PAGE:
Lakeside Village, the basecamp for most of the resort’s active convention and meetings business, is at the west end. This is also the non-skier and summer visitor’s preferred base, because its full service Keystone Spa & Lodge, managed by the luxury experts Rock Resorts, and many low-lying condos hug the large Keystone Lake. This, in turn, becomes the largest Zamboni-maintained skating rink in North America each December.

We rented skates and joined a really fun Hockey Clinic there (the casual, two-hour clinics adapted to various ability levels are given a few afternoons each week throughout winter). Lakeside Village has several nice shops and some restaurants, but its top attractions to us were the funky bar with music where the skate rentals (and other activities) happen, and Pizza on the Plaza. Both are popular hang-outs with local and visiting teens and very lively in the evening.

Snow-bound sightseers can join a 12-person Snowcat Adventure Tour that departs from the summit of Dercum and features a scenic view of the Ten Mile Range’s 14,000-foot peaks. Dercum’s Adventure Point Yurt is also the place to rent Sno-Hawg bikes and slopecycles; gadgets that come with instruction and a guided tour. The snowbikes have a ski instead of wheels and are balanced by outstretched legs; on slopecycles, each wheel is replaced by a small snowboard. Keystone’s tubing runs are also top notch, with well groomed grooves extending down a very long slope, and enthusiastic attendants who like to spin the kids. Some of these activities are available day or night.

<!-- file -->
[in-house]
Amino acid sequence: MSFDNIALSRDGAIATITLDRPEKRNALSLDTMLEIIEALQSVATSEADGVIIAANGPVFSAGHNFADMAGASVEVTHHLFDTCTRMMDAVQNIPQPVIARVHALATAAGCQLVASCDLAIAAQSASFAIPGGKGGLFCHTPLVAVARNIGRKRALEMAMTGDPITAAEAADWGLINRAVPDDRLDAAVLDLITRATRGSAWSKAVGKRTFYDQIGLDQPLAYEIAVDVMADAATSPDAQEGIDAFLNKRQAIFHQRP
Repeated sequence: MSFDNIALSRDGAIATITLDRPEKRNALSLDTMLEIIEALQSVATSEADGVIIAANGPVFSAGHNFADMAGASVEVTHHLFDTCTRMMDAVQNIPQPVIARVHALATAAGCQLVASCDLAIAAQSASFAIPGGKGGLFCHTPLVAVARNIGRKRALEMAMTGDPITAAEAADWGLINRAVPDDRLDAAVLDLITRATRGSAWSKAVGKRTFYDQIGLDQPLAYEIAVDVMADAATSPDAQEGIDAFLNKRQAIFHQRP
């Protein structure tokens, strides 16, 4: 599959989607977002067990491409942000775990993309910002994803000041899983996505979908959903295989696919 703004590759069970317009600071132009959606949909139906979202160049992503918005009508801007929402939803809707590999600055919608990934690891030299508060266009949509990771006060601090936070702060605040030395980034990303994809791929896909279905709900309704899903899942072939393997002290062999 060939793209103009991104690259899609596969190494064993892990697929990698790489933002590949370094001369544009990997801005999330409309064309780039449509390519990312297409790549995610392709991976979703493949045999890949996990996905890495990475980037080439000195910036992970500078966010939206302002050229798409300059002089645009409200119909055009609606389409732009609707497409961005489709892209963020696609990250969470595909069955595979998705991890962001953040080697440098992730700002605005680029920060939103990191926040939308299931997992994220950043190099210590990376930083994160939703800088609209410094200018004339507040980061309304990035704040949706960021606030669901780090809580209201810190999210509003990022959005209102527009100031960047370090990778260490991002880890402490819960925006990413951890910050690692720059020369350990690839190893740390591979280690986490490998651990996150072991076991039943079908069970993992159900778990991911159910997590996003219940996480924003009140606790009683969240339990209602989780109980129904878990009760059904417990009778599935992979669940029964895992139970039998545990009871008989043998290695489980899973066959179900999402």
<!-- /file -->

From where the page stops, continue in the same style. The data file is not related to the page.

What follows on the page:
At the Nordic Center, there’s cross-country skiing by day and 90-minute, guided snowshoe tours by night, for families and kids above age 12.


Keystone’s Ski & Snowboarding Classes

The Keystone Ski & Ride school offers an impressive array of classes that meet in River Run village, or at the Mountain House basecamp. The 3 to 4-year-olds, and 5 to 6-year-olds can join special classes limited to four kids and get more one-on-one instruction. Helmets are required of all students age 12 or under. More advanced skiers and riders can sign up for three-session advanced clinics and take their sport to a new level.

Classes for 7 to 15-year-olds take advantage of Dercum Mountain’s special kids’ trails and the Adventure and Discovery Zones. For ages 15 and up, classes are divided into four basic ability levels and meet at the base of Dercum or Mountain House. As they advance to intermediate level and higher, Keystone students of all ages head out to the 1,640-foot-long Schoolmarm, a dedicated learning trail that provides newcomers with security. There are other incentives to enroll kids in classes: seasonal discounts, multi-lesson passes, discounted equipment rental rates and free lift tickets for under-12s when parents book a Keystone owned or operated lodging for a minimum of two nights.

Infant & Toddler Daycare Facilities